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US Blogger Accuses Alvin Quah From Masterchef Of Plagarism

A twitter war has broken out this evening with US food Blogger Rasa Malaysia accusing Masterchef Australia’s Season Two contestant Alvin Quah of plagarism.

@Rasa Malaysia has said Alvin’s recipe of Black Sesame Seed Dumplings with Ginger Syrup is almost word for word like hers. Alvin who tweets as @Cinnamon Pig denied he plagarised her recipe.

The exchange went like this:

Alvin’s response:

Rasa Malaysia’s recipe is here, and Alvin’s recipe is here on his blog at Cinnamon Pig. He also cooked the dish on a Masterchef Masterclass here. Since my knowledge on Malaysian cuisine is limited I don’t know if this is  well known dish and it is possible they had the same recipe or if it is an unusual recipe.

Plagarism of content from the internet is rife in all areas, however the interesting issue raised here is whether someone has ‘rights’ over a recipe. What do you think?

35 comments

1 littlepetal { 10.03.11 at 9:36 pm }

Black sesame dumpling is a very common dessert in Malaysia and Singapore. Serving them in a pandan and ginger syrup is quite normal too. When some dishes are so common, it is difficult to say who copy who. Rasa Malaysia didn’t give credit to anyone for the recipe and the recipe is not new. Poh also has the Black Sesame Dumpling in her cookbook.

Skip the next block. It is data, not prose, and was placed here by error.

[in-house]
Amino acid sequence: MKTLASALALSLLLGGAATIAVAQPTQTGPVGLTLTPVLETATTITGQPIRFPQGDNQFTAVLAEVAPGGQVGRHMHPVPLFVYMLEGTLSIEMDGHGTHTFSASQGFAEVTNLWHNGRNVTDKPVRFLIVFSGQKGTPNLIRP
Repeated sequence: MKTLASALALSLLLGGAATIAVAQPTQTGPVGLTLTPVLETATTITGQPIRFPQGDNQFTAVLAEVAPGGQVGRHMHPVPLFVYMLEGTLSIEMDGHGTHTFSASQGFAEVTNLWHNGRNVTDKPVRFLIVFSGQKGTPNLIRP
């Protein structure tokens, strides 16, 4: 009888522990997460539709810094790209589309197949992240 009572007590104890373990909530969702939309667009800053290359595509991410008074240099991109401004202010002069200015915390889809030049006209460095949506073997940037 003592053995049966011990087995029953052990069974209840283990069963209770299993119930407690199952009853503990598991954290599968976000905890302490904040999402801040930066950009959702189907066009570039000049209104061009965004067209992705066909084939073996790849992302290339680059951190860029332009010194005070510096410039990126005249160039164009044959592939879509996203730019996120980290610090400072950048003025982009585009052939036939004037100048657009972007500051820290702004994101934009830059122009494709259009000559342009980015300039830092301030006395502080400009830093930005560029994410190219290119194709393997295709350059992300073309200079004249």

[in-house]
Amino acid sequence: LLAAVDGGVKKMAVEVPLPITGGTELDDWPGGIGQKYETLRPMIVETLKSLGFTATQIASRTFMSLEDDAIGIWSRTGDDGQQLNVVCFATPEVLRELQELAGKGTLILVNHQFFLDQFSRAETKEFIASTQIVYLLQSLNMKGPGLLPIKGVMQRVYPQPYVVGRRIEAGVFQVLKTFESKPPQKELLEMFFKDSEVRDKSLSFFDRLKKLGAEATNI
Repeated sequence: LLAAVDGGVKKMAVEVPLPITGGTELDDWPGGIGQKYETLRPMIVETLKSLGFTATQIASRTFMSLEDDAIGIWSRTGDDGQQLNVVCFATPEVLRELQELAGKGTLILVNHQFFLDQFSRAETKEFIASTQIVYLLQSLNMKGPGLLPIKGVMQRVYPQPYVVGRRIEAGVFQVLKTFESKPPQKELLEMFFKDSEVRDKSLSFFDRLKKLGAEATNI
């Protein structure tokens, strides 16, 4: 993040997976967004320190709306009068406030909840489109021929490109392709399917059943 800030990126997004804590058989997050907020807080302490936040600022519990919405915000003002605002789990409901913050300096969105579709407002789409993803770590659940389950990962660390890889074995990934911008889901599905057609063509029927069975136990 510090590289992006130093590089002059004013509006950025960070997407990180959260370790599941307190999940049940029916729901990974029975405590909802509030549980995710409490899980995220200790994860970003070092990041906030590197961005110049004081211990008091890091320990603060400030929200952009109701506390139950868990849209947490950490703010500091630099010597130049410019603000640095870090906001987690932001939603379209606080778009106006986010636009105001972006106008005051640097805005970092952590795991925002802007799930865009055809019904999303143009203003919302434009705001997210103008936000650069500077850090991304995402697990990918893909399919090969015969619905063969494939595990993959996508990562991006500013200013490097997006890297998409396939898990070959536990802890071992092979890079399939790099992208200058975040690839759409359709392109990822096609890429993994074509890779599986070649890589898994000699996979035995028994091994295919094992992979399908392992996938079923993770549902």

2 Georgie { 10.03.11 at 9:42 pm }

It’s a tough call to claim ownership of a recipe. They are part of folklore, shared around among friends and passed down through generations. They cross borders and cultures getting tweaked along the way. If you’ve ever ‘improved’ a recipe it becomes yours until the next person changes it.

3 Jess { 10.03.11 at 10:28 pm }

If Rasa Malaysia had any manners and professionalism, she would personally contact Alvin about this matter rather than air it all out publicly on twitter for all her sycophants and disillusioned followers to stroke her ego. Plagiarism is not on but neither is cyber bullying. Frankly her behaviour is uglier. And as if every recipe on her website is 100% original.

Chin up Alvin. Don’t let the bullies get you down.

4 Jo { 10.04.11 at 1:00 am }

Not only is this a common dessert in Malaysia and Singapore like littlepetal said, it’s also very common in China too especially around Chinese New Year season. So let’s think about how many Chinese people there are and how many of them would potentially be making this. The method is pretty straight forward; both of these sound like how I’d make it and how my mum used to make it. Plagiarism isn’t cool but I don’t know how Rasa Malaysia can justify claiming ownership of a recipe for such a widely cooked dish, especially seeing as it is a relatively simple dish with little ingredients.